Nobody is in Control begins with retired radio-host Richard Savre surveying the vast Georgia forest he lives within. The comic provides infographic captions of the local wildlife, identifying Barn Swallows, Californian Wrens, Red Foxes, and a “suspicious stranger with a mysterious briefcase” running past his house. A mixture of curiosity and concern sends Richard after him, starting a journey as the two wander through the expansive woodlands. Freed from tethers to the outside world, Nick (the suspicious stranger) claims to be a runaway from an (alleged) “Camp Merrill”, revealing himself as a conspiracy-theorist that believes in global agendas. What such agendas precisely ‘are’ Richard has to tease out of him. Richard himself interviewed conspiracy theorists on his radio-show, and found success not in debunking them nor in believing in them, but in attempting to understand them on their level. That a conspiracy theorist would stumble upon a sympathetic ear is a plot-convenient coincidence for Nobody is in Control, but this remarkable book questions the unseen order which exists between all things.
Nobody is in Control is a book of tangents, with Nick being frustratingly hard to get a straight answer from as he and Richard’s conversations bounce around topics such as (but not limited to); types of wildlife, the planned obsolescence of lightbulbs, and the difference between Pinocchio the book and the Disney film. Patrick Kindlon writes their engaging exchanges, delivering details information on vastly different topics while keeping the pace lively. It’s a good thing too, since most of Nobody is in Control is dialogue. Despite the discussions of global shadowy agendas, the tone is less Six Days of Condor and more My Dinner with Andre, Richard and Nick’s naturalistic debates pinging back-and-forth. Nick tries to construct an overarching monolithic goal from his bundles of factoids, while Richard sceptically picks holes at it. But Nobody is in Control is not a hot-headed debate (despite pockets of Richard’s frustration), instead showing a smart and frequently funny overview of modern history. Kindlon knows how to space out his dense script into digestible doses, not above putting a pratfall of Richard and Nick down a mountain edge. Wallace Ryan especially brings lovely hand-crafted lettering to the book, emphasising the unrelenting energy and rolling flow which emerges from the continuing conversation.
Nobody is in Control is also assisted by fantastic artwork from Paul Tucker, whose style is both rough and cartoony in exactly the right ways. The style is compact with heavy shadows, yet also has a lightness and agility that makes Nobody is in Control never wallow. Although Nobody is in Control is predominantly dialogue, Tucker’s artwork illustrates and visualises the anecdotes that Richard and Nick discuss, bringing the characters (and the readers) into the subways of Bernard Goetz or onto the pages of Manga legend Kazuo Koike when both are brought up. From the infographic captions at the start, Nobody is in Control has a clever and eclectic humour boosted by all aspects of its design, touching upon several fascinating spots in cultural history.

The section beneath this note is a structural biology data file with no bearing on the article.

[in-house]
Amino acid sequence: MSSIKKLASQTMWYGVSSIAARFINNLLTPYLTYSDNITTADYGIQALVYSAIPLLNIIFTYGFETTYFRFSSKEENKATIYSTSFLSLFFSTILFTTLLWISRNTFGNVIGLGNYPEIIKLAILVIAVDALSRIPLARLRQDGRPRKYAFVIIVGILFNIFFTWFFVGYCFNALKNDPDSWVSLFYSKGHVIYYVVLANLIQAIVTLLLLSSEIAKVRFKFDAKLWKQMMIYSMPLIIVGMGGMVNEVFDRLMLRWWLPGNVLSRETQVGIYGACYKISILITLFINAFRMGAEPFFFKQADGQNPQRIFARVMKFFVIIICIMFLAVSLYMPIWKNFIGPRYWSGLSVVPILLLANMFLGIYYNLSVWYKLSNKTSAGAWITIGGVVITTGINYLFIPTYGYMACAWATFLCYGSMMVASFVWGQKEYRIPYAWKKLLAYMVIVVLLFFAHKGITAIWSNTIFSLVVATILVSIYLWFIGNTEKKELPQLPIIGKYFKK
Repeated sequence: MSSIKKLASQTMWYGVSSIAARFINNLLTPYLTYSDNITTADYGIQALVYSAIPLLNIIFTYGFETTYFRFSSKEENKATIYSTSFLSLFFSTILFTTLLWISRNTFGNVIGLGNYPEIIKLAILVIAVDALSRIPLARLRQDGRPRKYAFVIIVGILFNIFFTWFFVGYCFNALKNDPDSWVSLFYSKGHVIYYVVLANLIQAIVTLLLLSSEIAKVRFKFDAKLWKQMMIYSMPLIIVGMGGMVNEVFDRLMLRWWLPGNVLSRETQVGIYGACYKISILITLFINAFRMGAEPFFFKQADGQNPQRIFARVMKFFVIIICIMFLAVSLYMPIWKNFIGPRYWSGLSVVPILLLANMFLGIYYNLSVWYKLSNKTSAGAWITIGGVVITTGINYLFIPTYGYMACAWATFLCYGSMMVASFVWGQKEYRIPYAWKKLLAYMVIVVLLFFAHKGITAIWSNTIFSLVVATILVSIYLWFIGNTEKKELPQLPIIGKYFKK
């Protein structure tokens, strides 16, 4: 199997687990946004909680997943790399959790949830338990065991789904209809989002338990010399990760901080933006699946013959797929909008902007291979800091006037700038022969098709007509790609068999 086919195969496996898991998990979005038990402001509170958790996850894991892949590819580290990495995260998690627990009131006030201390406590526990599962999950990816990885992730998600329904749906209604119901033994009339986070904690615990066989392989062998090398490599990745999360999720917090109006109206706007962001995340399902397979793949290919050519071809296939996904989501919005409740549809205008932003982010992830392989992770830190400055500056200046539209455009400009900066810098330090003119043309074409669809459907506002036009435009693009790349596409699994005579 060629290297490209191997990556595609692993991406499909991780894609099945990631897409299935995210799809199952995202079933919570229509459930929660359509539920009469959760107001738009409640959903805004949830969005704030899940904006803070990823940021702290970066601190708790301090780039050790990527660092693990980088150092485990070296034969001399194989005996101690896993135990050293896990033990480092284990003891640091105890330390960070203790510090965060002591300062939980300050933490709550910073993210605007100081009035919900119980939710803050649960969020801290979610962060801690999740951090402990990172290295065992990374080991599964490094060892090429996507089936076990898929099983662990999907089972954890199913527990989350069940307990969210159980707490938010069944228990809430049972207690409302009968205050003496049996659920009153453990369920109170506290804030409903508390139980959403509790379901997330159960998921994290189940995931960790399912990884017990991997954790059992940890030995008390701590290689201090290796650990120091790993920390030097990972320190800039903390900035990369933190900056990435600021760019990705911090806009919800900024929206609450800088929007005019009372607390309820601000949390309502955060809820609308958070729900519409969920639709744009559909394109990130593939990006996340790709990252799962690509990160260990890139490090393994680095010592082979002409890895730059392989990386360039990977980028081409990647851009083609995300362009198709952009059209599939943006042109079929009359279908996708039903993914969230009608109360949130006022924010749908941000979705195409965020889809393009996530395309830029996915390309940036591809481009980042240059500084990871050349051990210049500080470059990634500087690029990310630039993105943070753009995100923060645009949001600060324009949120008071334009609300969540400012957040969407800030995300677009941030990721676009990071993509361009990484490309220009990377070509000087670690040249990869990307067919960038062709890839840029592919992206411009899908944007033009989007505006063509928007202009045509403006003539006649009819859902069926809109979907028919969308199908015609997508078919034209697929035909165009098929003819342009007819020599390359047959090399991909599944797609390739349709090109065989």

Nobody is in Control doesn’t always know where to go from the high-point of these anecdotes, becoming slightly lost when it has to invoke the ‘plot’ which steadily stalks Richard and Nick through their walk. Perhaps it works better in the moment than an overall package, particularly with the semi-ambiguous ending. Yet this also perfectly suits Nobody is in Control’s overall point around conspiracy theorists. The crux of Nick’s argument is not exactly such historical factoids veracity, but their interconnectivity. He ultimately believes that media violence and mass shootings are orchestrated by some mysterious “They” out to eliminate targets, such assassinations buried beneath the innocent bystanders there too. But the more logical explanation is that, well, nobody is in control. Such events are connected in the way that everything is, but they were undirected, a clock without craftsmen.
I’m less sympathetic towards conspiracy theorists than Nobody is in Control seems to be. A healthy scepticism is admirable, but often they result in adamant denials of facts which overshadows actual persecution. There’s a straight line between Flat Earthers and Holocaust Deniers. But Nobody is in Control is less about ‘real’ conspiracy theorists than about how to deal with information, collecting all the pieces to try and form a cohesive whole. Nobody is in Control may not be perfectly formed, but its individual strands are extremely fun to read.
Patrick Kindlon (W), Paul Tucker (A), Wallace Ryan (L) • Black Mask Studios, $16.99
Review by Bruno Savill de Jong